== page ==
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Judge denies Menendez push to dismiss some criminal charges

New Jersey Democrat sought to use lawmaker protections under the Speech or Debate clause

Sen. Bob Menendez, D-N.J., participates in the news conference Thursday.
Sen. Bob Menendez, D-N.J., participates in the news conference Thursday. (Bill Clark/CQ Roll Call)

A federal judge denied Sen. Bob Menendez’s motion to have four charges in his bribery case thrown out, after the New Jersey Democrat argued those actions are protected by the Speech or Debate Clause of the Constitution.

U.S. District Judge Sidney Stein of the Southern District of New York said in an order Thursday that the allegations Menendez sought to get dismissed are not related to legislative acts and therefore not protected by the clause that shields members from being questioned on those grounds.

Lawmakers often make the argument when they face criminal prosecution related to their office. Former Reps. Chris Collins and Duncan Hunter are among those who most recently unsuccessfully argued for protection by the Speech or Debate Clause in their criminal matters.

Menendez had asked the judge to dismiss charges related to his recommendation to the president of a nominee for a U.S. attorney role in his state, as well as his meetings and actions regarding foreign aid to Egypt that includes disclosure of sensitive nonpublic information to officials in that country.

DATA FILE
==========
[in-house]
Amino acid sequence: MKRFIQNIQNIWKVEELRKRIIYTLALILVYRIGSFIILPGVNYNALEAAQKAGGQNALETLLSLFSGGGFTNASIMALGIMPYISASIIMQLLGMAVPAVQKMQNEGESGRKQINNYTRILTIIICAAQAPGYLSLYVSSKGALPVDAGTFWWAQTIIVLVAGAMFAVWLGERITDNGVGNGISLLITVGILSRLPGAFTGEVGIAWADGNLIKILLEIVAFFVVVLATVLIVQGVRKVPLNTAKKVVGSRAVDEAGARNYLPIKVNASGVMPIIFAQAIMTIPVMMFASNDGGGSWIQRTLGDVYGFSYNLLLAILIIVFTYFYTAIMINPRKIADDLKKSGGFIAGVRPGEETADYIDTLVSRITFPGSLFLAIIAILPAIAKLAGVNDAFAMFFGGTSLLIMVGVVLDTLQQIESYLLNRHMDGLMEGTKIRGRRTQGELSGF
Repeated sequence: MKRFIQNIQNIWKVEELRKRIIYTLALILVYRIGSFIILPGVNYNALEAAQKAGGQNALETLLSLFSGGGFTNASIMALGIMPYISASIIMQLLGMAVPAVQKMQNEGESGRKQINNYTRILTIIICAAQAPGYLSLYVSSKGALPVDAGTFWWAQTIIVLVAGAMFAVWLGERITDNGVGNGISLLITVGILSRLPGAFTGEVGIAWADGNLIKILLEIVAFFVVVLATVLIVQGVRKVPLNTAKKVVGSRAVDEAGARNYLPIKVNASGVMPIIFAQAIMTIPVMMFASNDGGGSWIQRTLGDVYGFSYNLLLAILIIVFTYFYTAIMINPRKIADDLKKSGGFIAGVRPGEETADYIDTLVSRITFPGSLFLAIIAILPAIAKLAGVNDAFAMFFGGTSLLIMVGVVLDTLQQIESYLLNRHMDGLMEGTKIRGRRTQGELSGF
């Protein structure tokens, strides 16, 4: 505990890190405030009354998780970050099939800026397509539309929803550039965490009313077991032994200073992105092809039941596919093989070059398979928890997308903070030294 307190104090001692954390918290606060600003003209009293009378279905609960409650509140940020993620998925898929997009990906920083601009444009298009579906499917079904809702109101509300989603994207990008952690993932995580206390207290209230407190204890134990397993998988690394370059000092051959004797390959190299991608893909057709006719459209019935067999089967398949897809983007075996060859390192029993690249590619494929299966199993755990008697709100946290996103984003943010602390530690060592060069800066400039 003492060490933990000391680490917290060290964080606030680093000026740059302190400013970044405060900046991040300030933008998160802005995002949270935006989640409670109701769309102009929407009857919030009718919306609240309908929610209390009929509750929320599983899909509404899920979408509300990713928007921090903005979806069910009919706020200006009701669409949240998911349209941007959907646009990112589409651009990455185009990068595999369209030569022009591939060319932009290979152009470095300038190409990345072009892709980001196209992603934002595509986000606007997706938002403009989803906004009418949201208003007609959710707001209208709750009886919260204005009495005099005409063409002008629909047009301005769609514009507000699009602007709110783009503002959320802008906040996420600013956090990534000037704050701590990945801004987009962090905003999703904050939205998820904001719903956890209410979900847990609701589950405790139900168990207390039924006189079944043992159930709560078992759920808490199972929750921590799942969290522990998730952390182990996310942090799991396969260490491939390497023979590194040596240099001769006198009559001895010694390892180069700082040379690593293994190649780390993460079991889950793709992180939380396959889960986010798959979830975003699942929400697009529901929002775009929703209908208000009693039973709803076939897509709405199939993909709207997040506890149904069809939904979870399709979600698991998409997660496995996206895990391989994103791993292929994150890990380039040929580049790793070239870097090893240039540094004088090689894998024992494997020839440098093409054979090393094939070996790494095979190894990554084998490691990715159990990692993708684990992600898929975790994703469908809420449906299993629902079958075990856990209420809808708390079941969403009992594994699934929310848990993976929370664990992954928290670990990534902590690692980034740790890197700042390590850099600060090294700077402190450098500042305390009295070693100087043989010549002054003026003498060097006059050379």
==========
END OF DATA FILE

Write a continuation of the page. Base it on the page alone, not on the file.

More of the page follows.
Stein’s order means the case will move forward with the charges Menendez contested: conspiracy to commit bribery, conspiracy to commit honest services fraud, conspiracy to commit extortion under color of official right and conspiracy for a public official to act as a foreign agent.

Stein wrote that acts covered by the clause include members voting, conduct at hearings and legislative fact-finding, and he ruled that does not include recommending someone for a U.S. attorney role.

And on the contention that Menendez is protected by the law on the Egyptian aid charge, Stein said those don’t meet the standard for a legislative act.

“Surely meetings with, and the provision of information to, Egyptian officials in relation to a corrupt bribery scheme must be viewed as occurring outside of the legislative process,” Stein wrote.

Stein also denied a request by the senator to toss a charge that accuses him of acting as a foreign agent. Stein rejected an argument that the allegation was an unconstitutional violation of the separation of powers.

Menendez, who has pleaded not guilty and maintains his innocence, faces a mound of corruption charges ranging from obstruction of justice and acting as a foreign agent to extortion and bribery. His trial is scheduled to begin May 6, but that is subject to change.

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